November 1, 2022 Tue, 3:00-4:00PM, Eckhart 308

Joseph Neeman, UT Austin

Bubble clusters in R^n and S^n The classical isoperimetric inequality says that a Euclidean ball is the minimal-perimeter way to enclose a given volume in R^n. If we want to enclose multiple volumes, it's natural to believe that the minimal-perimeter way looks like a cluster of soap bubbles, with interfaces made up of pieces of spheres meeting in certain prescribed ways. In the 1990s, Sullivan put forward a precise conjecture about the minimal-perimeter way to enclose n + 1 or fewer volumes in R^n. A seminar work of Hutchings, Morgan, Ritore, and Ros in 2000 solved this conjecture for two volumes in R^3; this was later extended to higher dimensions but remained mostly stuck at two volumes. I will discuss a recent work (joint with E. Milman) which makes substantial progress for n or fewer volumes in R^n. In particular, we completely settle the cases of three volumes in R^3 and above, and four volumes in R^4 and above.

November 8, 2022 Tue, 3:00-4:00PM, Eckhart 308

Marcos Petrúcio Cavalcante, Universidade Federal de Alagoas

Index bounds for CMC surfaces: Constant mean curvature surfaces are critical points for the area functional under volume preserving variations. From this variational point of view, it is natural to study the index and its relations to the geometry and topology of these surfaces. In this talk, I will describe some classical and new results in this theme, as well as some open problems.

November 15, 2022 Tue, 3:00-4:00PM, Eckhart 308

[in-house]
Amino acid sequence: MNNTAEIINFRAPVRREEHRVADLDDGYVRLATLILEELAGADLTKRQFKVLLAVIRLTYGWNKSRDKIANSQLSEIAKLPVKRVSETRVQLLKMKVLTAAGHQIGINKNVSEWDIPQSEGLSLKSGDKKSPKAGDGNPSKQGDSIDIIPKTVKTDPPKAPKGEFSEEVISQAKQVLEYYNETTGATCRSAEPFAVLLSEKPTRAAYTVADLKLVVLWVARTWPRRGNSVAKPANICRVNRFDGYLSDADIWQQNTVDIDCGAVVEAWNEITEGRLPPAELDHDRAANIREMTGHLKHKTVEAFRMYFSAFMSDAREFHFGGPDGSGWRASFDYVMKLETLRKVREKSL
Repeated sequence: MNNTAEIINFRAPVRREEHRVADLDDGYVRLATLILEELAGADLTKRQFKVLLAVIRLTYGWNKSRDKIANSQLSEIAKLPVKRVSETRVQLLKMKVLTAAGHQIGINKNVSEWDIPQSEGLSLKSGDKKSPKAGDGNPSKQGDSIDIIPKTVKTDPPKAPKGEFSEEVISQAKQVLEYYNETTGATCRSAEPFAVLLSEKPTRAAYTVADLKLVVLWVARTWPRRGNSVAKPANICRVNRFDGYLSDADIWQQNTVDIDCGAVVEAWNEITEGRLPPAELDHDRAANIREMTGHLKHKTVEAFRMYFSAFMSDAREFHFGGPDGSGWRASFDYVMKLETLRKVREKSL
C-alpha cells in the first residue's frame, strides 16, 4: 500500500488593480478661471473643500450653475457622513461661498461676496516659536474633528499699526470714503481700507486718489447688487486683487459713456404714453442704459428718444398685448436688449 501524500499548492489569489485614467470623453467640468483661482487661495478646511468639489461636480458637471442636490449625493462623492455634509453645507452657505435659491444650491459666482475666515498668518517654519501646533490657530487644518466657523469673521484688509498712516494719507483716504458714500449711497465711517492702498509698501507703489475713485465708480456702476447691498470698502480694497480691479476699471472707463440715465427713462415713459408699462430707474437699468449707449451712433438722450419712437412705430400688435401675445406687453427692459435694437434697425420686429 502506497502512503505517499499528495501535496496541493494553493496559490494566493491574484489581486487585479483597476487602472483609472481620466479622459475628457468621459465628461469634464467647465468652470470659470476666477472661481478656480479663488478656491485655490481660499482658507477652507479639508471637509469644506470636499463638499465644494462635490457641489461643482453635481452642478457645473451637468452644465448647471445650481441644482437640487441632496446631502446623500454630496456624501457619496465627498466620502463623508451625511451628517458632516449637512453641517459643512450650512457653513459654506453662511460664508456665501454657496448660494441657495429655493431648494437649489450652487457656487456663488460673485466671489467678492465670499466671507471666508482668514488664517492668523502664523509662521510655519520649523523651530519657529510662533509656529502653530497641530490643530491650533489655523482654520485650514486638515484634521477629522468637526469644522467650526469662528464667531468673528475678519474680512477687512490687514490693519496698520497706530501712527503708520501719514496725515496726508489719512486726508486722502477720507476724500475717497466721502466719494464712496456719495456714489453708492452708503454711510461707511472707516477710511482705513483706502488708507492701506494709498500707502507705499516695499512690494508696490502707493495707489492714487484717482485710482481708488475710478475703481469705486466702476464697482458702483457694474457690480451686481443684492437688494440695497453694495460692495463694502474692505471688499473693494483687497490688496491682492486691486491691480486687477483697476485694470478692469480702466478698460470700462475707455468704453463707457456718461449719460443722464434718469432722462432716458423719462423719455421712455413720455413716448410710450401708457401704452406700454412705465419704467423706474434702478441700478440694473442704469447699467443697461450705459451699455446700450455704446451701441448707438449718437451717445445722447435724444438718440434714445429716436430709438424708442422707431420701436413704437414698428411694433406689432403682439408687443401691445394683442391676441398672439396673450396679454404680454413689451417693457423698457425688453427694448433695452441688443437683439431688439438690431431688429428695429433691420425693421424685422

Antonio De Rosa, UMd


November 29, 2022 Tue, 3:00-4:00PM, Eckhart 308

Sven Hirsch, Duke

Hawking mass monotonicity for initial data sets: An interesting feature of General Relativity is the presence of singularities which can happen in even the simplest examples such as the Schwarzschild spacetime. However, in this case the singularity is cloaked behind the event horizon of the black hole which has been conjectured to be generically the case. To analyze this so-called Cosmic Censorship Conjecture Penrose proposed in 1973 a test which involves Hawking's area theorem, the final state conjecture and a geometric inequality on initial data sets (M,g,k). For k=0 this Penrose inequality has been proven by Huisken-Ilmanen and by Bray using different methods, but in general the question is wide open. Huisken-Ilmanen's proof relies on the Hawking mass monotonicity formula under inverse mean curvature flow (IMCF), and the purpose of this talk is to generalize the Hawking mass monotonicity formula to initial data sets. For this purpose, we start with recalling spacetime harmonic functions and their applications which have been introduced together with Demetre Kazaras and Marcus Khuri in the context of the spacetime positive mass theorem.

November 29, 2022 Tue, 4:15-5:15PM, Eckhart 308

Jose Espinar, Universidad de Cadiz

On Fraser-Li conjecture with anti-prismatic symmetry and one boundary component: Let $\sigma _1$ be the first Steklov eigenvalue on an embedded free boundary minimal surface in $\b ^3$. We show that an embedded free boundary minimal surface $\Sigma_{\bf g}$ of genus $1 \leq {\bf g} \in \mathbb{N}$, one boundary component and anti-prismatic symmetry satisfy $\sigma_1 (\Sigma _{\bf g}) =1$. In particular, the family constructed by Kapouleas-Wiygul satisfies a such condition. This is a joint work with J.A. Gálvez and J. Pérez.

December 6, 2022 Tue, 3:00-4:00PM, Eckhart 308

Zhizhang Xie, TAMU